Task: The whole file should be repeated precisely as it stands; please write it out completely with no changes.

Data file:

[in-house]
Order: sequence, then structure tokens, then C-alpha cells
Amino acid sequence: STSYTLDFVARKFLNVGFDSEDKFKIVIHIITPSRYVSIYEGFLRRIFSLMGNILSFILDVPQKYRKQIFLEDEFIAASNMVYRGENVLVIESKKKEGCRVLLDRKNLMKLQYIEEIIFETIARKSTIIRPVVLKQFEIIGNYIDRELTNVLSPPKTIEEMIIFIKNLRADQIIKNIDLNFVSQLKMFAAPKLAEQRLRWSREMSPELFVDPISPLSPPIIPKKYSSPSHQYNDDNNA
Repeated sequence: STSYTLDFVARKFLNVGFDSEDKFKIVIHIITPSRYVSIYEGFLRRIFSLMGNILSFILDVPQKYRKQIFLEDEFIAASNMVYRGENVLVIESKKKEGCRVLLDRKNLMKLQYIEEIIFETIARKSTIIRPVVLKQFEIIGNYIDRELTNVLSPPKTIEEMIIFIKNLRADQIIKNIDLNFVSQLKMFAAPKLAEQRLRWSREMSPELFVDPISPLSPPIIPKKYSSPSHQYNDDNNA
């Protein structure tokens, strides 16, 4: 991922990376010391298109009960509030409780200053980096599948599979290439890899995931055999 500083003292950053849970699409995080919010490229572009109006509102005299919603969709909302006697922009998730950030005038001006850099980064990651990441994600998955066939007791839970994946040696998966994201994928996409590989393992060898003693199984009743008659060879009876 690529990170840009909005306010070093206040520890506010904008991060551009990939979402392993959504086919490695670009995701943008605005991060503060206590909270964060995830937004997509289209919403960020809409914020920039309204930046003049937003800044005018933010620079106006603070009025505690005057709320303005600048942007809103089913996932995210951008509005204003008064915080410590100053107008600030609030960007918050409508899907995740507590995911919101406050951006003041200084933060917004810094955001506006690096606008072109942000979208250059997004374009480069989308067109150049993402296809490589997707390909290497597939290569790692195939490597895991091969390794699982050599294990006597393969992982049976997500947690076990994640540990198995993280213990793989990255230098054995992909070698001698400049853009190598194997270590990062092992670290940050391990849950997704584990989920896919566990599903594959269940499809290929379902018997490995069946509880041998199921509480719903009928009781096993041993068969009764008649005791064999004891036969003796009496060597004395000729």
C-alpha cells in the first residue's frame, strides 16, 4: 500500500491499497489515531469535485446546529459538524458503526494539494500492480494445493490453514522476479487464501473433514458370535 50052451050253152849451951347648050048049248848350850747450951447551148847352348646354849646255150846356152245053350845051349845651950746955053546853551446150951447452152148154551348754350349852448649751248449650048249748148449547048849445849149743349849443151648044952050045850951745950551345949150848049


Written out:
[in-house]
Order: sequence, then structure tokens, then C-alpha cells
Amino acid sequence: STSYTLDFVARKFLNVGFDSEDKFKIVIHIITPSRYVSIYEGFLRRIFSLMGNILSFILDVPQKYRKQIFLEDEFIAASNMVYRGENVLVIESKKKEGCRVLLDRKNLMKLQYIEEIIFETIARKSTIIRPVVLKQFEIIGNYIDRELTNVLSPPKTIEEMIIFIKNLRADQIIKNIDLNFVSQLKMFAAPKLAEQRLRWSREMSPELFVDPISPLSPPIIPKKYSSPSHQYNDDNNA
Repeated sequence: STSYTLDFVARKFLNVGFDSEDKFKIVIHIITPSRYVSIYEGFLRRIFSLMGNILSFILDVPQKYRKQIFLEDEFIAASNMVYRGENVLVIESKKKEGCRVLLDRKNLMKLQYIEEIIFETIARKSTIIRPVVLKQFEIIGNYIDRELTNVLSPPKTIEEMIIFIKNLRADQIIKNIDLNFVSQLKMFAAPKLAEQRLRWSREMSPELFVDPISPLSPPIIPKKYSSPSHQYNDDNNA
């Protein structure tokens, strides 16, 4: 991922990376010391298109009960509030409780200053980096599948599979290439890899995931055999 500083003292950053849970699409995080919010490229572009109006509102005299919603969709909302006697922009998730950030005038001006850099980064990651990441994600998955066939007791839970994946040696998966994201994928996409590989393992060898003693199984009743008659060879009876 690529990170840009909005306010070093206040520890506010904008991060551009990939979402392993959504086919490695670009995701943008605005991060503060206590909270964060995830937004997509289209919403960020809409914020920039309204930046003049937003800044005018933010620079106006603070009025505690005057709320303005600048942007809103089913996932995210951008509005204003008064915080410590100053107008600030609030960007918050409508899907995740507590995911919101406050951006003041200084933060917004810094955001506006690096606008072109942000979208250059997004374009480069989308067109150049993402296809490589997707390909290497597939290569790692195939490597895991091969390794699982050599294990006597393969992982049976997500947690076990994640540990198995993280213990793989990255230098054995992909070698001698400049853009190598194997270590990062092992670290940050391990849950997704584990989920896919566990599903594959269940499809290929379902018997490995069946509880041998199921509480719903009928009781096993041993068969009764008649005791064999004891036969003796009496060597004395000729």
C-alpha cells in the first residue's frame, strides 16, 4: 500500500491499497489515531469535485446546529459538524458503526494539494500492480494445493490453514522476479487464501473433514458370535 50052451050253152849451951347648050048049248848350850747450951447551148847352348646354849646255150846356152245053350845051349845651950746955053546853551446150951447452152148154551348754350349852448649751248449650048249748148449547048849445849149743349849443151648044952050045850951745950551345949150848049